The presence of centrosomal components in the MT clusters suggests that they retain the capacity to nucleate MTs. To examine this possibility we used an LLCPK1 cell line permanently expressing the plus end–binding protein EB1 tagged to GFP (Piehl and Cassimeris, 2003). Previous live imaging of this line revealed the presence of extra nucleation sites in mitotic cells (Piehl et al., 2004). In anaphase cells, extra nucleation sites were observed originating from the centrosome and moving outward (Fig. 4 B; Videos 7 and 8) into the polar region (Fig. 4 E). Centrosome fragments continued to nucleate MTs as they moved away from the centrosome (Fig. 4 C). Quantification of extra nucleation sites from image sequences of anaphase, telophase, and interphase cells revealed averages of 1.5, 4.0, and 0.21 sites/cell, respectively (Fig. 4, A and D). The increased number of nucleation sites in telophase, as compared with anaphase, shows that pole fragmentation is maximal in telophase cells (Fig. 4 D). The observation that extra nucleation sites were extremely rare in interphase cells (Fig. 4 D) suggests that all extra nucleation sites are ultimately disassembled.

Pole fragmentation and MT release are regulated by Cdk1 activity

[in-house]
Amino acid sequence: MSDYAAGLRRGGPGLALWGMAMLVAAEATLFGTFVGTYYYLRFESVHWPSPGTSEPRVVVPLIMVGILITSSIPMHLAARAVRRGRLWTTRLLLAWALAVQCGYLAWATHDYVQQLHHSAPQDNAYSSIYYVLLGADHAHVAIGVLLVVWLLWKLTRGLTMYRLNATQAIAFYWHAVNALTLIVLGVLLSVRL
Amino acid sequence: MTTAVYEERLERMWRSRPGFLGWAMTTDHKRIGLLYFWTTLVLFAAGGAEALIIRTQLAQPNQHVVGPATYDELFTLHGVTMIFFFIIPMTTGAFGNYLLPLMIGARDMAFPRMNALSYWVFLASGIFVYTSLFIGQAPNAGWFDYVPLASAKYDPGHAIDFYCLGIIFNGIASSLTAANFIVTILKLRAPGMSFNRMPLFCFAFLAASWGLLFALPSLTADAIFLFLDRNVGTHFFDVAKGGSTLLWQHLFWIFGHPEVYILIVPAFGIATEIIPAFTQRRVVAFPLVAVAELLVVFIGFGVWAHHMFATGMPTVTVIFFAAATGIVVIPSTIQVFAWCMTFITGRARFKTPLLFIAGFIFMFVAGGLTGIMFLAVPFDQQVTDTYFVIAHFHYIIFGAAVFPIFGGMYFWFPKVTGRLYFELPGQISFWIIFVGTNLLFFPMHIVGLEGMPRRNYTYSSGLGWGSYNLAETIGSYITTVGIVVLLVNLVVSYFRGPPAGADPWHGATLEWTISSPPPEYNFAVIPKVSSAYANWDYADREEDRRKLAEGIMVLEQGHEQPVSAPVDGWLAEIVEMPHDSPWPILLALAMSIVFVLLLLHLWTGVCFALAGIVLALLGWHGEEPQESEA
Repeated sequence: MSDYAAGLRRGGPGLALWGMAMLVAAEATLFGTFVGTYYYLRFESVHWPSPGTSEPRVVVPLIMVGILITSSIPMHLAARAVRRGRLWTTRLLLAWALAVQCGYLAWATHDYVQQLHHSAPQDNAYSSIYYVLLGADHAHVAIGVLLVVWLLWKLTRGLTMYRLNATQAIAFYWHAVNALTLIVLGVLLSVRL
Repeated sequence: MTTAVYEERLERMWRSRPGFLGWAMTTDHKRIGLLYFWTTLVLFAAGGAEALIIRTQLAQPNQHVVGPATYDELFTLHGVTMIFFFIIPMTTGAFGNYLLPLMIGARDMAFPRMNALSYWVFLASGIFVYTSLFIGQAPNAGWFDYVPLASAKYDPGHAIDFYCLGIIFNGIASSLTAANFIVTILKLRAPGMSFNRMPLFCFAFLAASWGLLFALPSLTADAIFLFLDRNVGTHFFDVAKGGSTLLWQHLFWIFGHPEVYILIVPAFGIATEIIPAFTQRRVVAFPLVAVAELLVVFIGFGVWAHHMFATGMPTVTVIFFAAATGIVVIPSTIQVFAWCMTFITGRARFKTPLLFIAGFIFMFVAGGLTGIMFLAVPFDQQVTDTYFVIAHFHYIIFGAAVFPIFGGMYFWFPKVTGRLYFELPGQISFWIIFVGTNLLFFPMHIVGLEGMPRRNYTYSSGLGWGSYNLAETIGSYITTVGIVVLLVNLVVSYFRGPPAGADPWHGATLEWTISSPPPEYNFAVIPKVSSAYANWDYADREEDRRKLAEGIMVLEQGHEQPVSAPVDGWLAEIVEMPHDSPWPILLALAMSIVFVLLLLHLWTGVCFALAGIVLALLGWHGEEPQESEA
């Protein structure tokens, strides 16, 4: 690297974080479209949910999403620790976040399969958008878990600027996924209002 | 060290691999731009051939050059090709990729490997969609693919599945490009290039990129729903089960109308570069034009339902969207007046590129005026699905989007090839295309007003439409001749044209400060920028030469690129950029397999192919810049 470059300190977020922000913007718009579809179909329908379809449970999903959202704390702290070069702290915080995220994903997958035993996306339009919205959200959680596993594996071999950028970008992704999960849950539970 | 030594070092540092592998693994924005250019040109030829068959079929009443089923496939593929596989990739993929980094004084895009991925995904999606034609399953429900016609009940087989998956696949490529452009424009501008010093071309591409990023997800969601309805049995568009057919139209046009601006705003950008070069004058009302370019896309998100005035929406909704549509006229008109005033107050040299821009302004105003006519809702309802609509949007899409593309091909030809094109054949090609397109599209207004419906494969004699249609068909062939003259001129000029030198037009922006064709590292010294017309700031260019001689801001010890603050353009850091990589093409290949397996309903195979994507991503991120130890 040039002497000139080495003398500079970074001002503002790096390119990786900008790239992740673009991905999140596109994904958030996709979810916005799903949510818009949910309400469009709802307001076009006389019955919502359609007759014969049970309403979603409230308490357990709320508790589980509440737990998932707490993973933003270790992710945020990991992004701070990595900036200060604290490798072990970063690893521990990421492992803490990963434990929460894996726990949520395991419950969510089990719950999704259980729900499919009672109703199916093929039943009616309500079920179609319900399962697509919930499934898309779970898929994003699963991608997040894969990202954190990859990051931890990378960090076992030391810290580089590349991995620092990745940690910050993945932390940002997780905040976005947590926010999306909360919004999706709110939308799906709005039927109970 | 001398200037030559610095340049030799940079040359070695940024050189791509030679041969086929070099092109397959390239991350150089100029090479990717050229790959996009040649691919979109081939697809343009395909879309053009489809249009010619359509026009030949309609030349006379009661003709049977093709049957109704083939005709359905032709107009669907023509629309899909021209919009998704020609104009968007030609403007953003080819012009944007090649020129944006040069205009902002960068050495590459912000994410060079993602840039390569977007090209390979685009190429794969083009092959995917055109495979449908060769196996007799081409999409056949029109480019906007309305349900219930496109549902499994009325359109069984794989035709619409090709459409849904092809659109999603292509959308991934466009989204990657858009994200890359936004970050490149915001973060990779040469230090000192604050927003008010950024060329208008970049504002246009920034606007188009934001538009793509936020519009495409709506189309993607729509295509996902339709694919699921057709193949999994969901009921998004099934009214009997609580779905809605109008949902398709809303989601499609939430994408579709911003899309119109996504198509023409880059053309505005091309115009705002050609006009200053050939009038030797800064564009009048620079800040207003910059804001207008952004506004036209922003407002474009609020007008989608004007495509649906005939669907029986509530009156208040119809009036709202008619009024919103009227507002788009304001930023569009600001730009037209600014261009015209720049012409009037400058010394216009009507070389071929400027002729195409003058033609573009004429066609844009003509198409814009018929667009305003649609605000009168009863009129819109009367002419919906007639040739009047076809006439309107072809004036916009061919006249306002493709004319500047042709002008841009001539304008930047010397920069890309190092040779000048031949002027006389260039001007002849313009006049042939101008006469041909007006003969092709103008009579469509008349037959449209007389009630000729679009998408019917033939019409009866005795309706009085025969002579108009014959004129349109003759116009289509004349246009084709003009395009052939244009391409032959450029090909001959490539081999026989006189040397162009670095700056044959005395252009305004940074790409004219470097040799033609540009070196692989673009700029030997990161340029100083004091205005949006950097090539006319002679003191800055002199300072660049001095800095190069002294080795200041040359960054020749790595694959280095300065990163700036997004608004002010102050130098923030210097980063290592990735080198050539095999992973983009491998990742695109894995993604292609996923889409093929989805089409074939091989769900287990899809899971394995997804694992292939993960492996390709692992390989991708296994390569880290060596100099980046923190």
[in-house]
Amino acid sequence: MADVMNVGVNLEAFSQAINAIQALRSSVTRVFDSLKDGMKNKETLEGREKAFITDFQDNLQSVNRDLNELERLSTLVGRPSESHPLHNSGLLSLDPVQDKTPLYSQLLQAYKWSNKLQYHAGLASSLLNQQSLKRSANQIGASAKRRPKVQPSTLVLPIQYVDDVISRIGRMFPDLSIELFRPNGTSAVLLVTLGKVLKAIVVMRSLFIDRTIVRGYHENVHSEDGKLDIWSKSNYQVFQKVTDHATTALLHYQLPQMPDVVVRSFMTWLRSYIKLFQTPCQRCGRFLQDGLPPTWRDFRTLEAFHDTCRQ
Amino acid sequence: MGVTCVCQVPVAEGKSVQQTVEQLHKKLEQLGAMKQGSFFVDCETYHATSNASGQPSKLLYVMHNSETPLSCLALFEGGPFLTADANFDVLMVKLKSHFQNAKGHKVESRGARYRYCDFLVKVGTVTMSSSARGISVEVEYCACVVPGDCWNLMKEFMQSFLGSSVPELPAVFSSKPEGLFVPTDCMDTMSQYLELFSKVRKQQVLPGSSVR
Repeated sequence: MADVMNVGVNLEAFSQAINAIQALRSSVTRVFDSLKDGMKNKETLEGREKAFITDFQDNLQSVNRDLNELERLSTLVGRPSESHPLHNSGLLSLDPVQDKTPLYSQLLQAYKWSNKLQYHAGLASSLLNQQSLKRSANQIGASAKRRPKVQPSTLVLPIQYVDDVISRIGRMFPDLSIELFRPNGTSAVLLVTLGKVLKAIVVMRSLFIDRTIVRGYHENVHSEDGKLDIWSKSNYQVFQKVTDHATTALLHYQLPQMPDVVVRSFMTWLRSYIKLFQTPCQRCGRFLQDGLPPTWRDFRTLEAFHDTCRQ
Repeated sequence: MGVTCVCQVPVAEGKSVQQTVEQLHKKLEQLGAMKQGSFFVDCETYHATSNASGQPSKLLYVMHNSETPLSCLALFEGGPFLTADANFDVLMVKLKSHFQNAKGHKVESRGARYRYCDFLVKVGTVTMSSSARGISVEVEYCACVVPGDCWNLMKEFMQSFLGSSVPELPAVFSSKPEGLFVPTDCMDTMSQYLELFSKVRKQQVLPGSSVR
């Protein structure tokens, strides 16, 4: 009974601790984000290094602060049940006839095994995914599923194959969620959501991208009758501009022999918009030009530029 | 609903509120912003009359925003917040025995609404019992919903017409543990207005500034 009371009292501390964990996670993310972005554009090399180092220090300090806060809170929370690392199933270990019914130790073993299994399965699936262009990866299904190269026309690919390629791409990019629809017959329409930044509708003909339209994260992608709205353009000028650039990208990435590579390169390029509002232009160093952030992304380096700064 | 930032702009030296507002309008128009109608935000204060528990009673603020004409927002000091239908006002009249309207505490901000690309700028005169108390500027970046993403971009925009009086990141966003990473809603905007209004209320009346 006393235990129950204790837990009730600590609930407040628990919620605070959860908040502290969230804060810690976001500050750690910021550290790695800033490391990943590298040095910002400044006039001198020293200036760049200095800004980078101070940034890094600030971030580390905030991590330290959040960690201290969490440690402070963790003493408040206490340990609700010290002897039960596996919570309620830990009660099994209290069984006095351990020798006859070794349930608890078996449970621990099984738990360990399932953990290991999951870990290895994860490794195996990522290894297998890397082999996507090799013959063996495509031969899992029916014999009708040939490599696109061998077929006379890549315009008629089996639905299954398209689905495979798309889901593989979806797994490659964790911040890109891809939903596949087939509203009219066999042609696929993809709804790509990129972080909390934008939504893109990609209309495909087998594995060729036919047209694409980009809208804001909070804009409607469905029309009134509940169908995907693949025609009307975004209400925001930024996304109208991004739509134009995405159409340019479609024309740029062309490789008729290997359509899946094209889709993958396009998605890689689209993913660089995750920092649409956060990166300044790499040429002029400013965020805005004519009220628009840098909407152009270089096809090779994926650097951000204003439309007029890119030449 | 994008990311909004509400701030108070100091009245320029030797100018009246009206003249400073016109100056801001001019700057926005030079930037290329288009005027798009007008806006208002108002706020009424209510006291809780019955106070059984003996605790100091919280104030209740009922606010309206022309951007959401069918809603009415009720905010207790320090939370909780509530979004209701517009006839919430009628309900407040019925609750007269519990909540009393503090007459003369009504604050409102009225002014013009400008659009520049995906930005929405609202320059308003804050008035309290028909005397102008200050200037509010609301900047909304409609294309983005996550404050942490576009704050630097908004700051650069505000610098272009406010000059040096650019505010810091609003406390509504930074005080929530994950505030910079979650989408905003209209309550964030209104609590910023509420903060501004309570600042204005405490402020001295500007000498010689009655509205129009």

Previous studies have shown that inactivation of CDK1 is required for the conversion of a mitotic array to an interphase array and for cytokinesis (Verde et al., 1990; Murray et al., 1996; Wheatley et al., 1997), suggesting that CDK1 inactivation may be required for MT release and pole fragmentation. To test this possibility, early prometaphase LLCPK1-α cells were injected with mRNA encoding a nondegradable form of cyclin B (cyclin BΔ90), imaged, and analyzed for release events and centrosome fragmentation. In all cases (9/9), sister chromatids in the injected cell separated normally (Murray et al., 1996; Wheatley et al., 1997), but the centrosome and spindle poles remained intact for the duration of the time-lapse movies, with no significant fragmentation occurring (Fig. 5 A; Video 9). Occasionally, the pole would split into two or three mini-poles, and some MT bundles would form in the surrounding cytoplasm. However, these events were insufficient for repopulating the cytoplasm with MTs and the cell maintained a metaphase-like morphology.